Take Friday, for example, when Governor Stitt issued one of the most head-scratchingly useless Executive Orders we’ve ever seen. In short, he declared that teachers not only don’t have to join their unions (already true), but they also have to be told that they don’t have to join their union (also already true). Membership is opt-in, not opt-out. Anyone who tells you differently – including our governor – is misinformed or lying. 

How many geniuses collaborated on this piece of work?

This right wasn’t codified in the Janus Supreme Court decision, or when Oklahoma became a Right-to-Work state in 2001. This is my 30th year working in public education. I have been employed by six different school districts. In none of them were teachers required to join their unions. In none of them was the right to choose unclear.

Stitt basically said that teachers have the right to breathe air and drink water. His preferred candidate for State Superintendent couldn’t keep from parrotting:

Interestingly, the EO didn’t mention the word liberal, though that seems to be the cherry on top for both Stitt and Walters. When I first saw this, I thought the use of the word chains was doing a lot of work. Then I saw his next tweet:

Yes, the guy with the dead inside eyes just compared mandatory union membership (still not a thing) to slavery. In response, Twitter was thorough, but it was not kind.

Ok, one of those was mine, but I wasn’t the only person who was outraged. Comparing anything to slavery – especially for an allegedly good history teacher – is always a bad idea. It reminds me of a particular time when Janet Barresi – who loves Ryan Walters and absolutely loved Common Core – also used a particularly offensive analogy.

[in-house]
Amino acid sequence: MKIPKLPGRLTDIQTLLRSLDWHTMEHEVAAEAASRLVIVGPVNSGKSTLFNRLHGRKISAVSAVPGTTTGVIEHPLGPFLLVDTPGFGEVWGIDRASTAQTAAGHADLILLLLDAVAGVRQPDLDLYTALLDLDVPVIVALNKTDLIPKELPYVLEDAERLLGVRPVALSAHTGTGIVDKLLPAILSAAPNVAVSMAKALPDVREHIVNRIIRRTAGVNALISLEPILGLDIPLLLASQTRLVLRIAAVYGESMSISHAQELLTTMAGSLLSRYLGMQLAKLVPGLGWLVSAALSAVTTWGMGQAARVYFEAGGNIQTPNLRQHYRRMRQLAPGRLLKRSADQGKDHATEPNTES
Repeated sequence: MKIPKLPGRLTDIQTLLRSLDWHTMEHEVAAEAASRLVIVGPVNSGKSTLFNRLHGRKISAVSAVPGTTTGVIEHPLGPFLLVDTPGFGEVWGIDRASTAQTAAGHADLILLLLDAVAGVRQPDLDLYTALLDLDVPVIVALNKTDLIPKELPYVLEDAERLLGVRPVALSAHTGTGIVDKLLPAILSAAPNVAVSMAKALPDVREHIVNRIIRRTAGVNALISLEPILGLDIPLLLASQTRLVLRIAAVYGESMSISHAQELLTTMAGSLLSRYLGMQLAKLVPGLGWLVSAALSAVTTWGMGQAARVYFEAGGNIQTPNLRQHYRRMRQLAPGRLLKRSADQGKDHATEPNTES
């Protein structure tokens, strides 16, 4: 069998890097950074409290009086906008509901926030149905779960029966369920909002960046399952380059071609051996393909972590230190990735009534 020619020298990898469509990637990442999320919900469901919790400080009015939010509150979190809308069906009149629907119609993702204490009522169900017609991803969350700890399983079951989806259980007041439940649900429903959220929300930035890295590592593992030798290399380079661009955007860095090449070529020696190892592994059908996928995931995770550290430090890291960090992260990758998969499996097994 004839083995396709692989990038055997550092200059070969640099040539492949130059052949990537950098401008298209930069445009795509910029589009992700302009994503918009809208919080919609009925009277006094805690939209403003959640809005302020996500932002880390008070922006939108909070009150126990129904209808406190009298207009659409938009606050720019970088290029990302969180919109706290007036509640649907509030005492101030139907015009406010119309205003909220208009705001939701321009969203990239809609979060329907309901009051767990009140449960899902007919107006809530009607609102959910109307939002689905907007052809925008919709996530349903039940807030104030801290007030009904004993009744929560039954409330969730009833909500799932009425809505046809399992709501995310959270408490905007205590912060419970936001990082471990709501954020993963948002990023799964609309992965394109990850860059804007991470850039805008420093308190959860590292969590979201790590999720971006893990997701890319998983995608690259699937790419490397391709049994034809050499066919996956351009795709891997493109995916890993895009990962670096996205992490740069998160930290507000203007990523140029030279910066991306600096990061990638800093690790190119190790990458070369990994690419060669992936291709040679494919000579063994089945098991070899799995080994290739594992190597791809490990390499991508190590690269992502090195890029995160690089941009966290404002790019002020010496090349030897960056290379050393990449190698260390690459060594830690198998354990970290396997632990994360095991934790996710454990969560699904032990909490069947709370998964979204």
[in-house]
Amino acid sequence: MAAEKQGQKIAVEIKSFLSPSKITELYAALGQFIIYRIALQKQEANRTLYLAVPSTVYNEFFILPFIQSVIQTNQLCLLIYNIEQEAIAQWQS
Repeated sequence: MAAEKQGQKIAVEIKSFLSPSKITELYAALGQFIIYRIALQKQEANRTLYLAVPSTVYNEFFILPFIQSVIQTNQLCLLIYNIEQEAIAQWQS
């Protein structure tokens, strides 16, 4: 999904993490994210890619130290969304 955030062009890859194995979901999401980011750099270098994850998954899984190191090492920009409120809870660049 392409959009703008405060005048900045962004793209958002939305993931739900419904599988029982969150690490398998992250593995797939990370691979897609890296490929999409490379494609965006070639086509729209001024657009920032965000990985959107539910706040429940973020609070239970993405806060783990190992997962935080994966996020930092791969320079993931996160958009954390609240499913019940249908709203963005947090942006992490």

In 2014, after the Oklahoma Legislature ended implementation of the Common Core State Standards here, Janet Barresi met with a group of educators and compared that action to the 2013 Moore tornado. It was such a personal trigger for me, that when another blogger told me about it, I said he should write about it. I just couldn’t. I went through the Moore tornado and its aftermath. I already despised Barresi for her incessant attacks on the profession I love. This took me to a new level of resentment I had never felt before.

To be clear, we can’t compare any of the following things to each other: slavery, tornadoes, legislative decisions, or voluntary union membership. They’re all vastly different. 

Comparing Barresi to Walters is fair though. We’ve heard his rhetoric already. She was arguably more versed in policy, but her tenor was the same. Defund schools. Make them look bad. Blame teachers while pretending you’re on their side. Attack administrators. When cornered, throw in a culture war. Act like a victim whenever possible. Oh, and blame unions, as she did in this classic moment:

“I’ll be damned if I’m going to let the unions or anyone else in the education establishment lose another generation of Oklahoma’s children.” – Janet Barresi (2013)

This week, Walters dug deep into the Barresi playbook and said that if he wins, Oklahoma will retain more third-graders than ever. That second Barresi quote in the quiz above was from when the Legislature overrode Governor Fallin’s veto and allowed parents to have a voice in determining whether third-grade students should be retained. Walters is saying he’d take that right away from parents.

In 2014, Oklahoma was poised to hold back about 4,000 third grade students. Students were getting sick prior to testing, or during testing. Parents and teachers lobbied en masse to change the law and allow a parent to sit in on the retention/promotion committee. The change passed the House and Senate easily, with a combined vote of 132-7. Mary Fallin vetoed the bill. The vote to override was nearly as lopsided, 124-19. That’s what Barresi was calling pathetic in the quote.

In 2014, Oklahoma voters corrected the mistake we made in 2010. In 2022, let’s not make the mistake in the first place. Elect Dr. April Grace instead. She believes in teachers. She’s spent 30+ years as a teacher and leader in our schools. She works with parents and understands students. Let’s get this right. Vote like our public schools and the students they serve depend on it. 

  1. Lynn Jones
    August 21, 2022 at 10:55 pm

    I definitely remember number 3 ‘then’ Barresi comment. Was reminded I didn’t hire the person six months before, but he would be my new boss.